The Supervisors and the Owners of Mountain Peak all refused to attend, instead sending "representatives" with no decision-making authority. Nothing was resolved. This behavior on the part of both the County and the developer again demonstrated the disdain and disrespect for residents and property owners that has now become the norm in government-citizen relations. Continued disregard of citizen concerns must stop. The catastrophic fires we endured this past October warned us that when development in rural areas is driven by the greed of a few rather than the health and safety of all, the results can be catastrophic.

If you would like to help, we encourage you to:


Appeal to ABC over Relic Winery license

Relic Winery on Soda Canyon Road April 2017 and October 2017

On January 11, 2018, attorneys for Opponents (composed of Soda Canyon residents and neighbors) of Relic Winery, a winery located just above the fire-station on Soda Canyon that is seeking 4,500 wine-tasting visitors per year, appeared before the Appeals Board of the Department of Alcoholic Beverage Control (ABC) and requested that the visitation and on-site retail sales components of Relic's license be eliminated due to public safety concerns (Relic Opponents do not oppose the operation of wine-making activities).

Under Article XX, section 22 of the California Constitution, the ABC is charged with protecting the "public safety and welfare." Relic and the ABC contend that traffic, the condition of the road, and fire are all "outside the jurisdiction of the ABC." Protestants vehemently disagree, and hope that the Appeals Board will determine that issuing a license for thousands of wine-tasting tourists to a winery 4 miles up a dead-end road in the very belly of Soda Canyon that was decimated by the Atlas Fire is not in the best interests of public safety and welfare.

Unfortunately, even after the Atlas Fire, the Appeals Board did not appear to be very sympathetic to Opponents' concerns during the oral arguments, and it is anticipated that the Appeals Board will rubber stamp the ABC's poor decision to grant the license without restrictions. If this occurs, Opponents of Relic Winery will have the option of appealing the decision to the Courts, warranted in light of the decision's potential for precedent regarding public safety on Soda Canyon Road.


Walt Ranch goes to Court

This coming Tuesday, Feb 13th 2018 at 8:30am , Circle Oaks County Water District and CO Homeowner's Assoc, the Center for Biological Diversity and the Sierra Club, and the Living Rivers Council will present their CEQA lawsuit against the County for approving the Walt Ranch development. The hearing will take place in Department G of the Napa County Superior Court, 1111 Third Street, Napa. Please consider attending.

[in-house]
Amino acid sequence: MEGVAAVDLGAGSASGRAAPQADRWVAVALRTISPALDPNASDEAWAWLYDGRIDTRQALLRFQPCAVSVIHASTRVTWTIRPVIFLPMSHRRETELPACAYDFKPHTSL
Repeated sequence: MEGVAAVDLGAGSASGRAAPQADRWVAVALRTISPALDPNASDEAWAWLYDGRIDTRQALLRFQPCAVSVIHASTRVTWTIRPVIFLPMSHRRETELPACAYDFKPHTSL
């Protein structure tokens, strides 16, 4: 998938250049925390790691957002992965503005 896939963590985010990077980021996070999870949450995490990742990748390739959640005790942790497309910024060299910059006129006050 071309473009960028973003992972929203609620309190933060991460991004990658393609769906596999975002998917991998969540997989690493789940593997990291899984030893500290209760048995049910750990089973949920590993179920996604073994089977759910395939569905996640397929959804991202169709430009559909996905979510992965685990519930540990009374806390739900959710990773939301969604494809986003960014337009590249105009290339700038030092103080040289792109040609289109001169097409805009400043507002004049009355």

There are many environmental impacts to this project dismissed by the developer and the County as "less-than-significant". The urban development that is taking place throughout the county, including Soda Canyon Road, in the form of vineyard estates, tourism wineries, major hotel, industrial and housing projects along with the traffic that they all generate and the increase in taxes they require, are not less-than-significant. The rural, small-town character of the county and its quality of life are being lost. We can change this trajectory, but it takes your commitment. Please, be involved.

PRN at Earth Day Napa 2017


Bill Hocker - Apr 27, 2017 12:18PM
(#1484)


We had a successful day at Earth Day. We had two winners of the jelly bean jar guess! One, as you can see was very pleased! We handed out 50+ picnic fliers and PRNEF brochures.

There were several folks who were very much interested in attending the picnic on May 21st and learning more about the Mountain Peak Winery and the issues of tourism development in the watersheds. More Information on the picnic is here.


Our presence at Earth Day!


Protect Rural Napa


Bill Hocker - May 14, 2015 2:16PM
(#805)




Protect Rural Napa



Protect Rural Napa website
Protect Rural Napa on Facebook
PRN Education Fund website

Protect Rural Napa has been created in an effort to reinforce the original intentions of the Ag Preserve through local community support and action. As residents , we have the opportunity to challenge the adverse impacts of commercial opportunism that the county has seemed to encourage in the last few years. We need to act on that opportunity.

Protect Rural Napa, established in 2014, is a public benefit corporation, dedicated to:
Promoting awareness of land conservation in environmentally sensitive areas in Napa County.
  • Preserving the agricultural nature of the County of Napa.
  • Providing educational outreach materials to affected areas, including neighborhoods and residents of Napa County.
  • Making grants to organizations that share a similar specific purpose.

Mailing Address:
    Protect Rural Napa
    P.O. Box 5184
    Napa, CA 94581
Email: protectruralnapa@gmail.com
Website: http://protectruralnapa.org